Monday, November 22, 2010


For those of you that do not know, our coast here in California is absolutely filled with sea life ranging anywhere from massive whales to microscopic plankton. Another one of my favorite pass times to do here is lobster fishing. Commercial fisherman mostly use a large quantity of lobster traps set up in a general area, being re-baited and checked every few days. For someone like myself with no boat or traps, I have to suit up from head to toe in neoprene, and swim out in the ocean during the middle of the night, and literally grab them with my hands. There is no spearing or netting allowed with these animals so you can see where the difficulty factor comes into play. Another way of lobster fishing is what we call hooping. We use a big round baited circular hoop attached to a buoy, and drop it on the sea floor and let them sit or "soak" anywhere form 15 to 30 minutes and then pull them up fast and steady (so nothing in the hoop, swims out). The first few hours were very productive but with most being shorts. As time went on, many more of the larger bugs came out to feast. The nickname for lobsters is a "bug" or"bugs". Referring to the insect like look they have with large tentacles from the head.

We start at around 6 pm and didnt end till 130 am. We even made an intermission trip to the store to buy more bait. Paddling, checking, sitting, paddling, casting, paddling, sitting, is a lot of what goes on while you let the hoops soak. I had my light spinning rod in my van and decided to take it out with me on the kayak. I set up a carolina rig with some squid on a lightweight trout set up with 10lb test. I casted, drifted, cranked, casted, drifted, etc, etc. It was pitch black with really not that much light other than the glowing of the moon. (*dunk,dunk, duh, duh duh duh dunk dunk....) my rod started going nuts. zzzzzzzZZZZZZZZZZZZZZZZZZZZOOOOOOOOOoooooooooooooommmmmmmmm ZZZZZZZZZZZZZZZZZZZZZZZZZZZZZZZZZZZZZZzzzzzzzzzzzzzzzzzzzzz zzzzzzzzzzzzz..................zzzzzzzzzzzzzzzzzzzzzzzzzzzzzzzZZZZZZZZZZZZZZZZZZZZZZZZZZZZZZZZZZZZZZZZZZZZZZZZZZzzzzzzzzzzzzzzzzzzz... My drag was being pulled and pulled and pulled. I had a something. Something massive, attached to the end of this line and I felt like I was going to get spooled. I start paddling and tightening down on the drag to try and slow this fish down.... Multiple attempts to get it to the kayak..... Im trying to gain line and we see the shark surface to only dart out again to a near by commercial lobster trap, wraps itself around the trap, and *BINK*.... the line snapped about a foot from my swivel. SHIT!!! is all I could say. I was bummed to have lost it, but so stoked at the same time. What a rush. I hear Bobby and Adam in the distance hooting and hollering pulling up more legals. I gathered my things to go check out all this commotion.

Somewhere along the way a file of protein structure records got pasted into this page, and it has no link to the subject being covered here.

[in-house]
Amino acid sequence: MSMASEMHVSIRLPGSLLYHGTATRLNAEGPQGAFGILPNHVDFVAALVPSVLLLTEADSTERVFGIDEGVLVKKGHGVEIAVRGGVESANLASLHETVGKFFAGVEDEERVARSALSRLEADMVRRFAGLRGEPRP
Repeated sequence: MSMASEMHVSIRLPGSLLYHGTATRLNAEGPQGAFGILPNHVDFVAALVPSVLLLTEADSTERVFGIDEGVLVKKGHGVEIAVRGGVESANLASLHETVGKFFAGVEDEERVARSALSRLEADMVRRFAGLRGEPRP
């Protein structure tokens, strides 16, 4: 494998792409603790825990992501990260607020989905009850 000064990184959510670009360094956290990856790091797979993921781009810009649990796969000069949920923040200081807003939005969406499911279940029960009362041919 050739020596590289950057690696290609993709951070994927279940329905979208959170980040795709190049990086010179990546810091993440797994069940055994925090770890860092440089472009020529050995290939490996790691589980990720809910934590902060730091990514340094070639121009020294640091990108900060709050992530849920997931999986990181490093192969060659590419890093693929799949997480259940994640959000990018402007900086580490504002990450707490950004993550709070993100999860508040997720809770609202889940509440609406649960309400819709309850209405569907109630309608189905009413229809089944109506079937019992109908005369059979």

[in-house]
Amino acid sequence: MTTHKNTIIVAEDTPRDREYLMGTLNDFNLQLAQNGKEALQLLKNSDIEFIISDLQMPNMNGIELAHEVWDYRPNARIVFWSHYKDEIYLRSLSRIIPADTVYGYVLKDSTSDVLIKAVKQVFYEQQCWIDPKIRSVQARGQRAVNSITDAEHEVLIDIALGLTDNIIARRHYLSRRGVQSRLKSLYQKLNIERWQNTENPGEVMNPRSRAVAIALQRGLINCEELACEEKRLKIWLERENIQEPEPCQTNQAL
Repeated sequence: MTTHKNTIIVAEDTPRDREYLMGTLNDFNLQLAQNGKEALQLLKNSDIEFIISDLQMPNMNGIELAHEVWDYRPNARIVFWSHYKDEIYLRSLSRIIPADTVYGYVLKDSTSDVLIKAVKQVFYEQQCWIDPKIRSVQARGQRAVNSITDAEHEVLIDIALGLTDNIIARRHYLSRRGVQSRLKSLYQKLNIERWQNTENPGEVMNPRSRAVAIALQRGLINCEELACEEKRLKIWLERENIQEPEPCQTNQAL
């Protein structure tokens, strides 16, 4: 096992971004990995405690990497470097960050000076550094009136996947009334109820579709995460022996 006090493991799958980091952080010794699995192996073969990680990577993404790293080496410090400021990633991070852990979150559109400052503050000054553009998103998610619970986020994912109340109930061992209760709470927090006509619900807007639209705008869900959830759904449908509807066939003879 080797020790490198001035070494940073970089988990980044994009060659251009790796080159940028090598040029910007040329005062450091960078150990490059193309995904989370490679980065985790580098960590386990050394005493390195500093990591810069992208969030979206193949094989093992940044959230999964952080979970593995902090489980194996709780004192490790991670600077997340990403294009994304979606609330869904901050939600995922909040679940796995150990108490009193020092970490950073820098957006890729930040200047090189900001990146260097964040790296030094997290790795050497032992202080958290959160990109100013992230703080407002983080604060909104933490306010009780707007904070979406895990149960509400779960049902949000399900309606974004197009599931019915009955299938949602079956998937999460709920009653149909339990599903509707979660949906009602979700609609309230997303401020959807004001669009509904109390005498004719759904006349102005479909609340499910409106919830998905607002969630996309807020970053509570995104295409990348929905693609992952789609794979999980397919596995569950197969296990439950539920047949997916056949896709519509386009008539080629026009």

How to Hoop a Bug

In the hoops, we managed to pull up about a total of 15 eels that night. Some 3+ feet long ready to bite your finger right off.


We had a great night with many great smiles. I highly recommend this to everyone. It really makes you respect a $30 lobster dinner! (:

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